I worry sometimes that I have been invisibly abandoned. That a context left unsaid has given its art to a museum obsessed with displaying beginnings. Beginnings only. And then, but then, there is work devoid of panic, work unlike, work with words not so much chosen but words more revealed, work that enters the dead and encodes the universal to amplify the specific, work that with its subtle harmony of discovery sings as to horn a ghost a backbone and then lures that ghost into the modified regions of beauty and transitional creation, work that asks existence for the emergency past imposed on another’s sudden body, that asks of our being here what violence we interrupted, work that is only named The Wishbone Dress, and is called into sound by Cassandra J. Bruner. Work I wish you to read, and in the reading, be unleft.


reflection by Barton Smock


book is here:

The Wishbone Dress by Cassandra J. Bruner

person Yuan Changming, one poem

Yuan Changming published monographs on translation before leaving his native country. Currently, Yuan edits Poetry Pacific with Allen Qing Yuan in Vancouver. Credits include ten Pushcart nominations, eight chapbooks & publications in Best of the Best Canadian Poetry (2008-17) & BestNewPoemsOnline, among others.


Heartfelt Hieroglyphics: Lesson One in Chinese Characters

怒: anger influxes when slavery
                                                                                      Rises from above the heart
愁: worry thickens as autumn
                                                                                      Sits high on your heart
闷: depressed whenever your heart is
                                                                                      Shut behind a door
意: meaning is defined as
                                                                                      A sound over the heart
思: thought takes place
                                                                                      In the field of heart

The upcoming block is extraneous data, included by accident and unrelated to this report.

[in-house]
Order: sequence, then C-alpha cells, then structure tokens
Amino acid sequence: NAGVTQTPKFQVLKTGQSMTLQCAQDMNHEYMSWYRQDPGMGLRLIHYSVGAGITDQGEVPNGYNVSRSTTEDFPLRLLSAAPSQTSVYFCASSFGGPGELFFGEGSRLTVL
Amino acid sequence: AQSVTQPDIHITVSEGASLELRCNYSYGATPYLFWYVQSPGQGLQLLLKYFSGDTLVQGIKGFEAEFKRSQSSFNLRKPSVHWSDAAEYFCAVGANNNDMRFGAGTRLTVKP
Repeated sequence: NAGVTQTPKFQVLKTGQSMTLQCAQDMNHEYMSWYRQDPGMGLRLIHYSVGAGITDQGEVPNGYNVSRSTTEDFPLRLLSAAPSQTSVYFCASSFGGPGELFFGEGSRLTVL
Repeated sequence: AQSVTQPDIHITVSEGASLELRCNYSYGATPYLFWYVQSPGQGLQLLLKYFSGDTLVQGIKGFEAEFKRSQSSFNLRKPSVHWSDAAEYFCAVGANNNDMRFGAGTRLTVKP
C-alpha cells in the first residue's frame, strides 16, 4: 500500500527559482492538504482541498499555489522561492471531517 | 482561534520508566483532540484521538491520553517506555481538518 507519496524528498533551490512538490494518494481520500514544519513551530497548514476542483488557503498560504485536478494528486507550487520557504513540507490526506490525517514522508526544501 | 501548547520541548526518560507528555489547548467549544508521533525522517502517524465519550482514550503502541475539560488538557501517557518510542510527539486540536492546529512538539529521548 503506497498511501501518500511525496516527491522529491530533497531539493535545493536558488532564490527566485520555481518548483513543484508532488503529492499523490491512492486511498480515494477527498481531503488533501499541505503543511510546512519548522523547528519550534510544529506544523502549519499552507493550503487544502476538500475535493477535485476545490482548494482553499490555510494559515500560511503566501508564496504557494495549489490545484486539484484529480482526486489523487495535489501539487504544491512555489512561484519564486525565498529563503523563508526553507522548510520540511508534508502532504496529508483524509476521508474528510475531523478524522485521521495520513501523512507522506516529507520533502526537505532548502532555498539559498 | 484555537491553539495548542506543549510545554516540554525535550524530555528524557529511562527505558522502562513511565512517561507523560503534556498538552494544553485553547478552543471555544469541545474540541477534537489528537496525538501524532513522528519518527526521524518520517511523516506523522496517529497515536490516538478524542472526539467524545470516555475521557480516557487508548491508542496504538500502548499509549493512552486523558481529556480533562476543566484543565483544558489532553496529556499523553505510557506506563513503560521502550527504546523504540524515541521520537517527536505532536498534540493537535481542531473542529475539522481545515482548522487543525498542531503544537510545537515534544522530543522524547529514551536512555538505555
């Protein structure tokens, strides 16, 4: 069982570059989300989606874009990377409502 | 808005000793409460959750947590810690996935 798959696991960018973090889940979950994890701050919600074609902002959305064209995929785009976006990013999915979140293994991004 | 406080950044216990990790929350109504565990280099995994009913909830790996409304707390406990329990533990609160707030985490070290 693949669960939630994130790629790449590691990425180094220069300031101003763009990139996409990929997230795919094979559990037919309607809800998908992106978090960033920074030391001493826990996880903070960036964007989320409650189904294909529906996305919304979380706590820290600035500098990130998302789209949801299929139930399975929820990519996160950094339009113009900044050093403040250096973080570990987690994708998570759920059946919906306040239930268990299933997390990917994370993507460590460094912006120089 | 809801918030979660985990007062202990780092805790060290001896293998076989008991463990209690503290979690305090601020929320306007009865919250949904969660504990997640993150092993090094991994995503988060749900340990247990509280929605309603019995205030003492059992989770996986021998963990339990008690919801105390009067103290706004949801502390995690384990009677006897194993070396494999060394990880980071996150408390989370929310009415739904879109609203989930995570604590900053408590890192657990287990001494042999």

忘: forgetting happens
                                                                                      When there’s death on heart
忍: to tolerate is to bear a knife
                                                                                      Right above your heart


person Barbara Daniels, three poems

Barbara Daniels’ Talk to the Lioness is forthcoming from Casa de Cinco Hermanas Press.  Her other full-length book of poetry, Rose Fever, was published by WordTech Press. Daniels’ poetry has appeared in Prairie Schooner, Mid-American Review, and many other journals. She received three fellowships from the New Jersey State Council on the Arts.


Invisible Fences

The neighbor dogs
hurl themselves
into invisible fences,

absorb the shocks,
open their mouths
in wet rictuses.

How can you keep on
walking and eating
those cookies

and not see the raisins
as shriveled eyes?
I’m alert as a heron

when traffic spasms
a half block away.
All you see near us

is empty sky, but
I think a hurricane
heads straight

towards us. I’ll fall
without warning—
water glass tipped

to the floor, devices
blinking, talking,
wind down

the chimney sooty
and raw. Look
at those eddies

of gum wrappers,
those dogs with teeth
that almost glow.


How to Earn Your Way

People will pay you to cry
for them—let gravity pull mucous

and tears into vertical strands.
The stump of an arm mourns

a lost hand and the delicate whorls
of its fingertips. Even a dog

remembers his childhood. He
learned to be last, turn his belly

and throat to the teeth of the pack.
A blurred landscape opens

for a sluggish river. White smoke
gathers among the chimneys,

blooming in last light. Nothing is
nothing. Watch for tenons projecting

from beams. Erratic motion.
Planed, polished, toothed wheels.

People will pay for what you know—
where trees are burning, how many

burn, how to put colors onto wheels
and spin them till they disappear.


My Year Without You

In January, finches flapped
their wings like frantic infants
and offered seeds to each other,

rituals of courtship. I turned my back
on a moon wide as two fingers.
In July, delicate Queen Anne’s lace

with its umbels and pedicels
bloomed in yellow light, the left
side of my body sadder, the right

side numb. A gray jay roosted
on gravestones in November. I read
that it’s friendly, but it wouldn’t come

to my hand. Maples waited in dirty
snowbanks. Then spring on probation
stepped through the bars. A sputtering

drainpipe dropped water to soil.
Rain touched my hands and arms.
My face tipped toward the sky.